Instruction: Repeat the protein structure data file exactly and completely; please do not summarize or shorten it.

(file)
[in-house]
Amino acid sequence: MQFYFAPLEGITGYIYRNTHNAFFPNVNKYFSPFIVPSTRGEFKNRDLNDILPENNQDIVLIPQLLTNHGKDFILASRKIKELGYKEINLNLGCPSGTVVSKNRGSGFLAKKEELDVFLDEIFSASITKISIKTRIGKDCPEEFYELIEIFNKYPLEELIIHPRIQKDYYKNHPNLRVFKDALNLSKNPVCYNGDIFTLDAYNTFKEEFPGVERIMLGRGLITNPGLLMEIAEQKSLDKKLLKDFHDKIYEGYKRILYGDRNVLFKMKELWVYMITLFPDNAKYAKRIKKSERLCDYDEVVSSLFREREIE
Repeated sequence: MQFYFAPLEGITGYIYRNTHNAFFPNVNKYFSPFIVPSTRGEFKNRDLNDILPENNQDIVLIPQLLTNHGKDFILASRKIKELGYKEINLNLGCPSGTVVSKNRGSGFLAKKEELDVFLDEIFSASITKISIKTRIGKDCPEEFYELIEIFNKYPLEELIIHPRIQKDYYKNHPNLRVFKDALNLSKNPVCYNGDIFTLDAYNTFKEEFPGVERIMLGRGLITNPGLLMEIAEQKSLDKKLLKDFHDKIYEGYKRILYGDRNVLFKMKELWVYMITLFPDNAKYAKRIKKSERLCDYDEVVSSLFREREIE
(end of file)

[in-house]
Amino acid sequence: MQFYFAPLEGITGYIYRNTHNAFFPNVNKYFSPFIVPSTRGEFKNRDLNDILPENNQDIVLIPQLLTNHGKDFILASRKIKELGYKEINLNLGCPSGTVVSKNRGSGFLAKKEELDVFLDEIFSASITKISIKTRIGKDCPEEFYELIEIFNKYPLEELIIHPRIQKDYYKNHPNLRVFKDALNLSKNPVCYNGDIFTLDAYNTFKEEFPGVERIMLGRGLITNPGLLMEIAEQKSLDKKLLKDFHDKIYEGYKRILYGDRNVLFKMKELWVYMITLFPDNAKYAKRIKKSERLCDYDEVVSSLFREREIE
Repeated sequence: MQFYFAPLEGITGYIYRNTHNAFFPNVNKYFSPFIVPSTRGEFKNRDLNDILPENNQDIVLIPQLLTNHGKDFILASRKIKELGYKEINLNLGCPSGTVVSKNRGSGFLAKKEELDVFLDEIFSASITKISIKTRIGKDCPEEFYELIEIFNKYPLEELIIHPRIQKDYYKNHPNLRVFKDALNLSKNPVCYNGDIFTLDAYNTFKEEFPGVERIMLGRGLITNPGLLMEIAEQKSLDKKLLKDFHDKIYEGYKRILYGDRNVLFKMKELWVYMITLFPDNAKYAKRIKKSERLCDYDEVVSSLFREREIE